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Camptostemon schultzii

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Photo: F.Zich © CSIRO

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Photo: F.Zich © CSIRO

Common Names

Kapok Mangrove ([1])

Family

Malvaceae (Bombacaceae in Queensland) [2]

Name Reference

Camptostemon schultzii Mast.

Origin of Name

Campto-stemon’ means flexible stamen (in Greek), and refers to the characteristically bent staminal filaments of this genus. Species named in honour of Frederick Schultz, a member of Goyder’s Australian survey party in the 1860’s that first collected this genus and species from Port Darwin ([3]).

Summary

A shrub or tree growing 5-22 m high with small, dark brown scales on new growth. Seeds have a woolly coating ([1]).

Species Feature - Distinct silvery surfaces under leaves and covering twigs and reproductive parts ([3]).

Description

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Photo: F.Zich © CSIRO

Camptostemon schultzii is a tree or shrub growing 5 - 30 m high. It has grey scaly bark and a flanged buttress trunk base with rounded, spreading above-ground roots.

The leaves are simple, alternate, spirally arranged, 3 - 15 cm long, 2 - 5 cm wide, oblong-elliptic to elliptic-lanceolate in shape with a rounded or pointed apex, tiny brown scales on the lower surface and glands on the upper surface. The petiole is 1 - 3 cm long.

The inflorescence is axillary with 3 - 6 small flowers, each with 5 white petals (yellowing as they age) and 20 stamens.

The fruit is obovoid (egg-shaped) and 1 - 1.5 cm long with 2 seeds per fruit. Seeds are 9 mm long with a dense woolly coating ([1], [4], [5]).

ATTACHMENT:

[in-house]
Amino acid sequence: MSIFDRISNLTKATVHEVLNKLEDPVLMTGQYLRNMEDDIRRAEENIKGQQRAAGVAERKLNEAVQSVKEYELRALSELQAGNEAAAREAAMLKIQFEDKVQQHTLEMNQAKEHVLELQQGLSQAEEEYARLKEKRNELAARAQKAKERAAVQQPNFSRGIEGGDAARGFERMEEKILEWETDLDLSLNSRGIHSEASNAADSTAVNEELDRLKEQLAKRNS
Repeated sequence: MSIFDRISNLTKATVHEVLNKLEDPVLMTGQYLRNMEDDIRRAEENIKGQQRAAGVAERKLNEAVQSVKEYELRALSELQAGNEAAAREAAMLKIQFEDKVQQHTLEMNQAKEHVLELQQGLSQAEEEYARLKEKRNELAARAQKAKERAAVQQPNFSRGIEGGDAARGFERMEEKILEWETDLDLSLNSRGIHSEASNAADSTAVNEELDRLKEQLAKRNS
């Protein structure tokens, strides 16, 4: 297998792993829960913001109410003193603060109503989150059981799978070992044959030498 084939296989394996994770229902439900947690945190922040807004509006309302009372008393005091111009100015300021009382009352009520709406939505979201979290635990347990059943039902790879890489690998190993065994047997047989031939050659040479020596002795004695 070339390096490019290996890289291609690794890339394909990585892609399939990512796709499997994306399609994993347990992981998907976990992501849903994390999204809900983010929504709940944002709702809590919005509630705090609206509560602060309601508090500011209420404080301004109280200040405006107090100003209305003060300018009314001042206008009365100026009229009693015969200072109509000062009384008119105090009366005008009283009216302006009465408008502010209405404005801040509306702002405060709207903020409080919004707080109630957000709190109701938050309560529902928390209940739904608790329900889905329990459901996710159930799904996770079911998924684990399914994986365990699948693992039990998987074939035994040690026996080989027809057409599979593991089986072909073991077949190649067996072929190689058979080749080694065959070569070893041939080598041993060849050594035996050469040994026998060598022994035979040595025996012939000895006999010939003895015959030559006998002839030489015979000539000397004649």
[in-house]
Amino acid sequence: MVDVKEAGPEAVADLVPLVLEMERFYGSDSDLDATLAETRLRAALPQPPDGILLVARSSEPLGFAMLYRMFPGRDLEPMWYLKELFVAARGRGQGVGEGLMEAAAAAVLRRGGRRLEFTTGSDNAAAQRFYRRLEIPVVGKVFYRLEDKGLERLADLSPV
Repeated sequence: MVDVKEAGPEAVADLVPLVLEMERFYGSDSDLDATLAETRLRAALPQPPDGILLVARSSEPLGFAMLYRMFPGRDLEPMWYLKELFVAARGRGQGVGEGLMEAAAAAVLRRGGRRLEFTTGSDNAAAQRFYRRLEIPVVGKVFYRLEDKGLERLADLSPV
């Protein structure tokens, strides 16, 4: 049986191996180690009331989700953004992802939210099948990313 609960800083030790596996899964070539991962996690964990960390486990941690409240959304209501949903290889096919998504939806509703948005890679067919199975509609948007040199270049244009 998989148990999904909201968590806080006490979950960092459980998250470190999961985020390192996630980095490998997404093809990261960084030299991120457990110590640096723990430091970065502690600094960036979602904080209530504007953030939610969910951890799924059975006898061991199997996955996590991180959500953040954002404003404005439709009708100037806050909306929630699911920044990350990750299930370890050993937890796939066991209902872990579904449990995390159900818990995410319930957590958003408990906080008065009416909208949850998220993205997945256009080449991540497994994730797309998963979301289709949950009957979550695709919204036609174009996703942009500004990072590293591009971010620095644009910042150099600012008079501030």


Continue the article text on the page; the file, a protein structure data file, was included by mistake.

Botanical Description

GROWTH FORM


Tree or shrub to 30 m, evergreen, columnar or multi-stemmed, twigs with prominent leaf scars and minute peltate scales; bark silver-grey, scaly, not fissured, numerous lenticels; stem base flanged; roots rounded, sinuous, spreading.


FOLIAGE


Leaves alternate, simple, spirally arranged, oblong-elliptic to slightly lanceolate, 5-15 cm L, 2-5 cm W, margin entire, apex acute to rounded, slightly emarginate, base cuneate with notch at petiole, lower surface silvery with minute peltate scales, upper surface dull and sparsely lepidote to glabrous; petiole terete, finely grooved above, 1-3 cm L.


REPRODUCTIVE PARTS


Inflorescence axillary, 3-6-flowered cymes, umbelliform, silvery lepidote; peduncle 4-8 mm L, pedicel 2-4 mm L; flowers densely lepidote outside, epicalyx cupulate, 2-3 mm L, irregular margin, calyx campanulate, twice as long as epicalyx, irregular-lobed; petals 5, imbricate, obovate, bluntly pointed, to 6 mm L, white, densely scaly outside, glabrous within; stamens 20, united as narrow tube 4 mm L, filament 1-2 mm L, anthers bithecate; ovary 2mm L, superior, globular, scaly; style slender, 8 mm L, with 2 peltate stigmas; fruit obovoid 2-seeded capsule, scaly, 15 mm L, 8 mm W, with persistent basal epicalyx, dehiscing into 2 halves.


DISPERSAL PROPAGULE


Seeds narrowly deltoid obovoid, flattened, ~1 cm L, conspicuously hairy, dense cotton-like, white; embryo green.

([3]).

Distribution

Camptostemon schultzii.jpeg
Distribution of Camptostemon schultzii in Australia.
Image: Australia's Virtual Herbarium, 2010

Camptostemon schultzii is recorded for New Guinea and northern Australia. In Australia, the species is found in estuaries across the northern coastline from Cape Keraudren, Western Australia (19° 57' S, 119° 46’ E) in the west, across the Northern Territory, to the Lockhart River, Queensland (12° 53' S, 143° 23’ E) in the east ([3]).

Localities (not complete):

Habitat

Commonly found fringing tidal waterways. Prefers soft muddy soils that are frequently inundated ([1]).

Mid-low intertidal, downstream-intermediate estuarine position ([3]).

Biology

In Australia, peak flowering occurs in January and February. Propagules mature in March and April ([5]).